Saturday, March 20, 2010

Putin and Lavrov claim Bushehr will start this summer

It is being said that Russia is angry with the United States, possibly because the US has not fully scrapped missile defense plans. I've never thought the US could or would scrap its missile defense plans because an unanswerable global first strike threat would be too valuable for the United States to pass up if it is feasible.

The United States knows that it will lose cooperation with Russia on Iran if it pursues those plans, but there are some strategic objectives for the United States that are bigger than Israel and its nuclear posture is one of them.

But for whatever reason, Russia is speaking far more aggressively in favor of completing Bushehr than it ever has:
Yet only recently it seemed all differences on Iran were resolved. Experts believe the sudden falling-out was provoked by a recent revival of U.S. plans to deploy anti-missiles in Europe.

On Thursday, when the future of the Bushehr plant came up for discussion, Lavrov said with certainty that "the project will be finished" and "the steps to meet all technological requirements are entering the decisive stage."

The minister was not expected to give a different answer: a few hours earlier, Prime Minister Vladimir Putin had told a meeting with nuclear experts in Volgodonsk that the first generating unit in Bushehr would go on stream this summer. But Lavrov's words clearly upset Clinton and she rushed to say that the U.S. was opposed to the commissioning of the Bushehr plant, considering it premature.
I do not expect to see Bushehr start until Iran is in formal negotiations with the United States, and therefore, until the United States has committed to allow a degree of enrichment that Iran accepts.

If Russia believes the United States is attempting to end its mutually assured destruction equilibrium, it will respond with a broader counter than just Iran. On the other hand, with two occupations in the Middle East, it is not clear that the US is capable of prioritizing its association with Israel. It is possible that the Russian strategy for punishing the US, should US/Russian relations fail, will involve maneuvering the US into a painful, destructive and pointless war in the Middle East.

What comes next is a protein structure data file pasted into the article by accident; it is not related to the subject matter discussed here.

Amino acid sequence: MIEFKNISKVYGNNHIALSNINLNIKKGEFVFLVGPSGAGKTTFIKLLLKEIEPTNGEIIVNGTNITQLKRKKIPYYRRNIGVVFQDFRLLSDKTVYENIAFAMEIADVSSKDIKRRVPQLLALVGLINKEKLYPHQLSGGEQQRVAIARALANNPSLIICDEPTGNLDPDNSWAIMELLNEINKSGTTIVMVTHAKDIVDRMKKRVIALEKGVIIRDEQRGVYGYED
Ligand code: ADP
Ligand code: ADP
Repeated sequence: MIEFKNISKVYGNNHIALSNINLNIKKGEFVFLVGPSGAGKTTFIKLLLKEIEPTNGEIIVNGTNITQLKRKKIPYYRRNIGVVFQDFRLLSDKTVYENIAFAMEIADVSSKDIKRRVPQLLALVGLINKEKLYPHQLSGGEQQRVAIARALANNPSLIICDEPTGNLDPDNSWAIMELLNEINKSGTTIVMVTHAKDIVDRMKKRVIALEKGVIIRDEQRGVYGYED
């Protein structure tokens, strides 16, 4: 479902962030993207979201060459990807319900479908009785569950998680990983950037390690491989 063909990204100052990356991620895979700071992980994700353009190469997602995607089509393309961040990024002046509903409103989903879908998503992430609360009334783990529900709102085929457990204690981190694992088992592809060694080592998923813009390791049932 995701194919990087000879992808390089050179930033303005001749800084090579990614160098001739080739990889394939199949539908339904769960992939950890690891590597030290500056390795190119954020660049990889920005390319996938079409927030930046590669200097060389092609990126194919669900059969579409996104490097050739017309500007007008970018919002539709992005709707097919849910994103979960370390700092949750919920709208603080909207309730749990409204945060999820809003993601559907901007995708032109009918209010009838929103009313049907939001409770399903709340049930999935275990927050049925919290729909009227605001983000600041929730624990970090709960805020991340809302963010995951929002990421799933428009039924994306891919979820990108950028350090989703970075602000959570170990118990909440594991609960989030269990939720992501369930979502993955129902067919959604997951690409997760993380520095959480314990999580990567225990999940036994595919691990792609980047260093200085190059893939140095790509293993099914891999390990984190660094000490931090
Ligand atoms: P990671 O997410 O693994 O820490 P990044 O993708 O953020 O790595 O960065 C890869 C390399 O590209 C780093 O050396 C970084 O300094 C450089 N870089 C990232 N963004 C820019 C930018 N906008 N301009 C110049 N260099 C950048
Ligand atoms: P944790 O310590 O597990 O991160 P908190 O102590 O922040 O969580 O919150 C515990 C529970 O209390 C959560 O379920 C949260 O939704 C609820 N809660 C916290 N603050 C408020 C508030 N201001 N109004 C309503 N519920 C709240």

There is a structural problem between the United States and Russia. The two countries are at an equilibrium today that is acceptable to Russia. Russia and the US each could destroy the other with a first strike, but not without being themselves destroyed in retaliation. At some point in the future, the US will be able to thwart an attempted Russia first strike, or strike Russia with the understanding that Russia does not have an option to retaliate. That would shift way conflicts between the US and Russia can escalate, giving the US an advantage even given the expectation that the weapons will never be used.

Interestingly, the US would be gaining with respect to Russia the virtual nuclear superiority that Israel will be losing in its region as Iran's nuclear capability becomes more established. Earlier this year, the US pulled back from its plans to site missile defenses in former Warsaw Bloc countries, but by now Russia must see that the long term objective still exists to be fulfilled in other ways.